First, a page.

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Growing Pineapple Sage

Jan 19, 2013
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Pineapple Sage (Salvia elegans) is a gorgeous centerpiece in the herb garden with showy red, trumpet-shaped blooms.  The pineapple scent is exotically tropical.  Not only is it a wonderful attraction to hummingbirds, butterflies love it as well.  

Add leaves and blooms to fruit salads, and sprigs to tropical drinks and teas.  The blooms also make delicately flavored vinegars.

Pineapple Sage is a tender perennial, and grown as an annual in the north.  Plant outdoors directly in the garden or in containers after the last chance of frost.  Sage will thrive in full sun and a rich, well-drained soil with regular watering.  Also allow plenty of room to accommodate their 5’ height and equal width.  

As sage grows, the bottom branches get woody and sprout even more branches.  They bloom late in the season, and are hardy in zones 8 to 11.  In my zone 9, blooming started in September.  Harvest as often as you want, buds will continue to develop on lateral branches for continued beauty.  If planted in a container you can bring the herb inside to a sunny location before a freeze, and it will continue to bloom.

Pineapple Sage is easy to propagate with cuttings, and even grew roots in my herbal bouquets.

I hope you will try this showpiece in your herb garden!


What a beautiful herb plant! I wonder if you live in a warm growing zone? Here in zone 4 - with freezing winters - we have a wonderful herb-growing opportunity at the apartment-complex where I live. The location is beautiful - by the river with riparian Cottonwoods, Willows & diverse birds. There are open spaces in lawn. And all around every building is a 10' wide, birm-like bed that is part of the exterior wall insulation. It was cleared of evergreen shrubs this summer & will be planted in some kind of perennial shrubs. I mentioned tea-herbs to the groundskeeper & he remains very interested & has asked me to make some recommendations. So I think I will draw up a plant list & planting notes for some basic, good-looking herbs that will winter over in our climate. Later we can try annual herbs or flowers between the core plant groups. Recently I was inpired by the article in the New York Times about long, active life on the Greek Island of Ikeria - and their practice of drinking wild, herbal tea every evening. Last night I did a big internet search about their Mediterranean herbs, many of which I have grown as annuals. I wonder if you have any recommendations for herbs that might be more hardy than generally reported - or any more particular favorites to grow later as annuals?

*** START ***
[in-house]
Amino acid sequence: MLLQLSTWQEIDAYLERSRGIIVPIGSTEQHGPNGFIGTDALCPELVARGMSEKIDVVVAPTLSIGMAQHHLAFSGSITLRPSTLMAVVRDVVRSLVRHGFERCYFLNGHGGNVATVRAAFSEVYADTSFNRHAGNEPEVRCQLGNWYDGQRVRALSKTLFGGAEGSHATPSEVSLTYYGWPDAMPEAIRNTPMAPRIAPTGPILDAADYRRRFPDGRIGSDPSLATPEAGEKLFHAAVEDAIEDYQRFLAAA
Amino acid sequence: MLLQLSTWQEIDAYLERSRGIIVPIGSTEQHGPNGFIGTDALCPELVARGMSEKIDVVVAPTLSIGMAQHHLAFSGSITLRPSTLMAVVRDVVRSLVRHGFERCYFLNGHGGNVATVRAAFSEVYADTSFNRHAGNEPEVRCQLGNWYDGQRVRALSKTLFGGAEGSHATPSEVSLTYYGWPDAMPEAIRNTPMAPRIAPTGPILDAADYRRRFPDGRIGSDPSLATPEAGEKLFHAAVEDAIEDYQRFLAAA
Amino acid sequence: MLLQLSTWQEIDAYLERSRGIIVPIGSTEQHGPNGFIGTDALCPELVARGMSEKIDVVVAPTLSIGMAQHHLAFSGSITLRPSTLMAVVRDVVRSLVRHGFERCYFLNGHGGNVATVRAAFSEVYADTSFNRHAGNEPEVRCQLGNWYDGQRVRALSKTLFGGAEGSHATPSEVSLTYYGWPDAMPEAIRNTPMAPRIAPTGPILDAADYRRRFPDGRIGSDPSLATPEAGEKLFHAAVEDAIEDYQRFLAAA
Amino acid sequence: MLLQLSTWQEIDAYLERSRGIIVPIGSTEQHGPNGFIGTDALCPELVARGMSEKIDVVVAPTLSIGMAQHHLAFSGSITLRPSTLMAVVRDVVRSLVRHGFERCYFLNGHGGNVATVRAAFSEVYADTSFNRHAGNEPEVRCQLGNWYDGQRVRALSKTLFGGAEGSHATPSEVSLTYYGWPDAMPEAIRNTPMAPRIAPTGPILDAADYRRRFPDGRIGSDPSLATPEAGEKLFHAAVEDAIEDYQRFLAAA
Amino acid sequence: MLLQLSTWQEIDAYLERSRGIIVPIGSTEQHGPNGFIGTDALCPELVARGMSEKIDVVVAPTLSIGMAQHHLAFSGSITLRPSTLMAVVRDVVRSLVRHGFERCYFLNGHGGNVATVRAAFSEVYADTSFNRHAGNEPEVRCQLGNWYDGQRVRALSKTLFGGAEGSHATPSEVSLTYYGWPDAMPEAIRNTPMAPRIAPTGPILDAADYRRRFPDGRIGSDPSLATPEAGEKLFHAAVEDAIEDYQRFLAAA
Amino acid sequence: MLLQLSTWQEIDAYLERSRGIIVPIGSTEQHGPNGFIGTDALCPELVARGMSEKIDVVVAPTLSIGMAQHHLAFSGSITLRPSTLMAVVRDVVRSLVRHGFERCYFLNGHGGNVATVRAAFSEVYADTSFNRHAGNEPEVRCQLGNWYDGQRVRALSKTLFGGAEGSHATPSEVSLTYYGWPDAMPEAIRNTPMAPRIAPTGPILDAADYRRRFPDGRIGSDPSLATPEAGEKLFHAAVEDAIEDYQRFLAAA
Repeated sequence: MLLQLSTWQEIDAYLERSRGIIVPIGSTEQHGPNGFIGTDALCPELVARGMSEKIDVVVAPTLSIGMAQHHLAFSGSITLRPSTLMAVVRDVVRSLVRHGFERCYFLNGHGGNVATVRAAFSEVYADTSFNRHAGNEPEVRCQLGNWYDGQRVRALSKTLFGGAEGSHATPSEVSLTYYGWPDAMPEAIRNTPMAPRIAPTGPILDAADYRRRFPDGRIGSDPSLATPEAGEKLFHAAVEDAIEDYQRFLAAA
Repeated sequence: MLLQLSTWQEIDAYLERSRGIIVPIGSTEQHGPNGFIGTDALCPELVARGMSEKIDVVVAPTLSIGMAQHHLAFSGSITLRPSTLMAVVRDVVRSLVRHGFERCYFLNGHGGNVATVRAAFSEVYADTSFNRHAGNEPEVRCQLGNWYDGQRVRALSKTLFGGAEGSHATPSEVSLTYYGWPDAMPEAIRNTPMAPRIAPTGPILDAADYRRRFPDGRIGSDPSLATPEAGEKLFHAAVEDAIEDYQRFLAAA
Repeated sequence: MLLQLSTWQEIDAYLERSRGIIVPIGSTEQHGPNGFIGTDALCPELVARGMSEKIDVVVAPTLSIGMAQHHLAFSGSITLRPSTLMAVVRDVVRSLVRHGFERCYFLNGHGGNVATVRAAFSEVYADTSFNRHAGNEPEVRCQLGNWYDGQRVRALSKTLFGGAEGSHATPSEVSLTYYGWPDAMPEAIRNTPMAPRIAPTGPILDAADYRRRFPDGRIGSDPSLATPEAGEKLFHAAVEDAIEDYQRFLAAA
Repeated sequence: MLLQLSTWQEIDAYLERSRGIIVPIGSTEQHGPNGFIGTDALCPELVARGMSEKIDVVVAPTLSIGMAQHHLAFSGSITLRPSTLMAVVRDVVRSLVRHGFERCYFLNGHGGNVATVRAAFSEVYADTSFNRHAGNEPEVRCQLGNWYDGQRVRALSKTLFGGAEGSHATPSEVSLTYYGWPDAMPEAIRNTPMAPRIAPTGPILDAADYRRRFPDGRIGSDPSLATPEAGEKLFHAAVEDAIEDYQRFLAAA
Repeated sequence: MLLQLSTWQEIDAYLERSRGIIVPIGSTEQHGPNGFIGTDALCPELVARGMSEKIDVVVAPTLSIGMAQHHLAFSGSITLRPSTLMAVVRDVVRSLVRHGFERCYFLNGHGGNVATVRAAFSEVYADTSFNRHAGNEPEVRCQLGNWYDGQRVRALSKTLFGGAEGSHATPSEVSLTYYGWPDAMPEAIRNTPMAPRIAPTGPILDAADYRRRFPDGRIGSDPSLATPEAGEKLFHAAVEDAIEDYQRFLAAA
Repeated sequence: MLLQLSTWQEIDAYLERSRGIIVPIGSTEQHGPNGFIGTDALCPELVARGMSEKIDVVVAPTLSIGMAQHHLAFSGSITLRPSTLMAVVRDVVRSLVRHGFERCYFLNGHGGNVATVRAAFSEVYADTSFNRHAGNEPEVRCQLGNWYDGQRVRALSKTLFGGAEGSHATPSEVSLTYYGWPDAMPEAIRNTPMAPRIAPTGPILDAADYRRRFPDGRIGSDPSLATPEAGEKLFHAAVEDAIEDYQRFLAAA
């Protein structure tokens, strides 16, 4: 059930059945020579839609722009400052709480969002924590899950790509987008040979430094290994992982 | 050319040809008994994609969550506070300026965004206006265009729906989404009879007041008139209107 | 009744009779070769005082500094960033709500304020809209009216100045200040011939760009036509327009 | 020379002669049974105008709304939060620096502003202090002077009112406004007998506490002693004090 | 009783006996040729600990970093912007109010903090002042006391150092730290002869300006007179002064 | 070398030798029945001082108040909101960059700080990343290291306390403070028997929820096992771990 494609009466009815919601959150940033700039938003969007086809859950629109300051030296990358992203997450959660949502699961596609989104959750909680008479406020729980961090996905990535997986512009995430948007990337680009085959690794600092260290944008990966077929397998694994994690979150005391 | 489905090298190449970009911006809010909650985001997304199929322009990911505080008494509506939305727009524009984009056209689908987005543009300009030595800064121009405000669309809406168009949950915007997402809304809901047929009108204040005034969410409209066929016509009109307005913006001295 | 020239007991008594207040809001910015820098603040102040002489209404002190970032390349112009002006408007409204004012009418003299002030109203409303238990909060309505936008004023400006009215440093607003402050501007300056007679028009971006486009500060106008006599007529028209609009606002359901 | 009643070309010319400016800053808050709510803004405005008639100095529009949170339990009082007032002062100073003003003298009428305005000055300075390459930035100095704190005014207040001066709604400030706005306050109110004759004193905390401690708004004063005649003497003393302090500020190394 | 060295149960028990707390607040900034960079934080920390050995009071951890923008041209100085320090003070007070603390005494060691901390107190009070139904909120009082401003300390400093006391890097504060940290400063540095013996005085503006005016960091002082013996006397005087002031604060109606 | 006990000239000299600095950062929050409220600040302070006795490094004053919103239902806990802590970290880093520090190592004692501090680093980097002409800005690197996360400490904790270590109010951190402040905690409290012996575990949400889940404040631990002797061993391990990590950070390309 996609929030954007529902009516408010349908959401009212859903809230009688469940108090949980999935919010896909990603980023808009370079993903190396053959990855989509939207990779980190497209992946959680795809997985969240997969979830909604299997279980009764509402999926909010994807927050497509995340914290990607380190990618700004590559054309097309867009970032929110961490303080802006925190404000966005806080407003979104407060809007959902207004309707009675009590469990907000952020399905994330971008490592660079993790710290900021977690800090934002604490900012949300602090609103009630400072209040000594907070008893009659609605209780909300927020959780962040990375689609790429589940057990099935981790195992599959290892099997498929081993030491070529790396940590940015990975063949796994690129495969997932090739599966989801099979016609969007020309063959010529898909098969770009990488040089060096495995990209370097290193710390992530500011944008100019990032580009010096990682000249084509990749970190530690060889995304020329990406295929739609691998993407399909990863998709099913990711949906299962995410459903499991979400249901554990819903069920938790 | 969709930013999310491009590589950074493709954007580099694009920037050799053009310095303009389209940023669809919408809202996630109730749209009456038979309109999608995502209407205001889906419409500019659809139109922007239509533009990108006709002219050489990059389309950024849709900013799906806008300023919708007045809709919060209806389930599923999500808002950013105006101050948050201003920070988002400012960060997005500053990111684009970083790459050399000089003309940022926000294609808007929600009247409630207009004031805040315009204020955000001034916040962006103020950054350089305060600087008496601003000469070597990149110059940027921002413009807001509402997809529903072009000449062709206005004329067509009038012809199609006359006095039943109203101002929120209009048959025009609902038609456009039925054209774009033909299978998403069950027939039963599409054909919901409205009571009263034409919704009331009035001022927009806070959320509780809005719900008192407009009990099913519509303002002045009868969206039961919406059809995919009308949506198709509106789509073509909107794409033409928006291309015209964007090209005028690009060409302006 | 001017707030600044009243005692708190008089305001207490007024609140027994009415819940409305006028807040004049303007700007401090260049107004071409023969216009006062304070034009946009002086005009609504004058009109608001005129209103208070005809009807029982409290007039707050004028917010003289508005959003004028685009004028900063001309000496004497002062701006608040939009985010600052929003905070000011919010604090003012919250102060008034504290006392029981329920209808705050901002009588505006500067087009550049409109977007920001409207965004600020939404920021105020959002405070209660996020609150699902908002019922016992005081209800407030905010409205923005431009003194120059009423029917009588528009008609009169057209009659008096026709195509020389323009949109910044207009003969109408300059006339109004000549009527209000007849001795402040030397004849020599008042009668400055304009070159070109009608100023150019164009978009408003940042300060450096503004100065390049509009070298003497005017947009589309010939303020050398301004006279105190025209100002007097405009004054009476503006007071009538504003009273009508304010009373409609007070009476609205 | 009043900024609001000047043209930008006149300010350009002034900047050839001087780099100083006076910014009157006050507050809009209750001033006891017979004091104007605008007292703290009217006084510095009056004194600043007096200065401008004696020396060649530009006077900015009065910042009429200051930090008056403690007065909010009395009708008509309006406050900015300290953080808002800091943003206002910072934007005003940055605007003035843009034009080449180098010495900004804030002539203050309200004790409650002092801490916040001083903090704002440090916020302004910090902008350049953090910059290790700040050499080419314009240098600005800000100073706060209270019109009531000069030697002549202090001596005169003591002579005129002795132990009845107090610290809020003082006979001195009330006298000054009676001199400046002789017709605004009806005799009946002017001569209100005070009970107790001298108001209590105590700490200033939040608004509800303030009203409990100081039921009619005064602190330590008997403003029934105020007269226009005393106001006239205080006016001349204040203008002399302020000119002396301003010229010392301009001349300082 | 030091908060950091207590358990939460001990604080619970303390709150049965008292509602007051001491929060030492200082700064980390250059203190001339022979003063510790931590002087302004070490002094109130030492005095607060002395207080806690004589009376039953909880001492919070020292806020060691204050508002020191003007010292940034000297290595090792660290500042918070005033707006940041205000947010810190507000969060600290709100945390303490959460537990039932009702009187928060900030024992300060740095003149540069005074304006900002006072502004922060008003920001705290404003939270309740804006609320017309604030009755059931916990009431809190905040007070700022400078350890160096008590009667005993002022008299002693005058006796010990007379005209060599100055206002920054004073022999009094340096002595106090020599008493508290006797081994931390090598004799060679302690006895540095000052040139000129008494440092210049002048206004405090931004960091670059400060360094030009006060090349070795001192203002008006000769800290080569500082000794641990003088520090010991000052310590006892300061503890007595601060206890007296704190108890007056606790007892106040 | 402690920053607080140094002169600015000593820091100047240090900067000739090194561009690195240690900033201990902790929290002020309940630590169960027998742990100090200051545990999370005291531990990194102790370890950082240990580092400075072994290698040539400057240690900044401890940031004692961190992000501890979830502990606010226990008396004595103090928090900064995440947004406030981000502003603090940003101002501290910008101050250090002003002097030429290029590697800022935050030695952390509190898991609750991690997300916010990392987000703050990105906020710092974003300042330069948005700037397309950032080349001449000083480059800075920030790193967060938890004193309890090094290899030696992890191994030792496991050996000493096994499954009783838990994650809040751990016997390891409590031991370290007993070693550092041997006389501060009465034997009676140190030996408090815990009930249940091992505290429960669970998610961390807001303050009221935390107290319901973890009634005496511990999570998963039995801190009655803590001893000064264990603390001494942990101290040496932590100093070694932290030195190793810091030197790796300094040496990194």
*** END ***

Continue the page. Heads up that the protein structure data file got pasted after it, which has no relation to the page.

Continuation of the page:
Oops - now I see you are in zone 9 ...
Hi there... that is such a great idea! The hardiest herbs I am growing are rosemary, oregano, and thyme. Basil will die at the first freeze but usually re-seeds itself. Since I am in zone 9, it's hard to recommend which herbs will come back after a hard freeze. This was my first time growing pineapple sage, and it was quite beautiful. I pulled it up at the end of the season to make room for brussel sprouts, but would like to plant it again this year. Another nice herb for tea is chocolate mint. But beware, it spreads like crazy. Good luck with your project Jessica!

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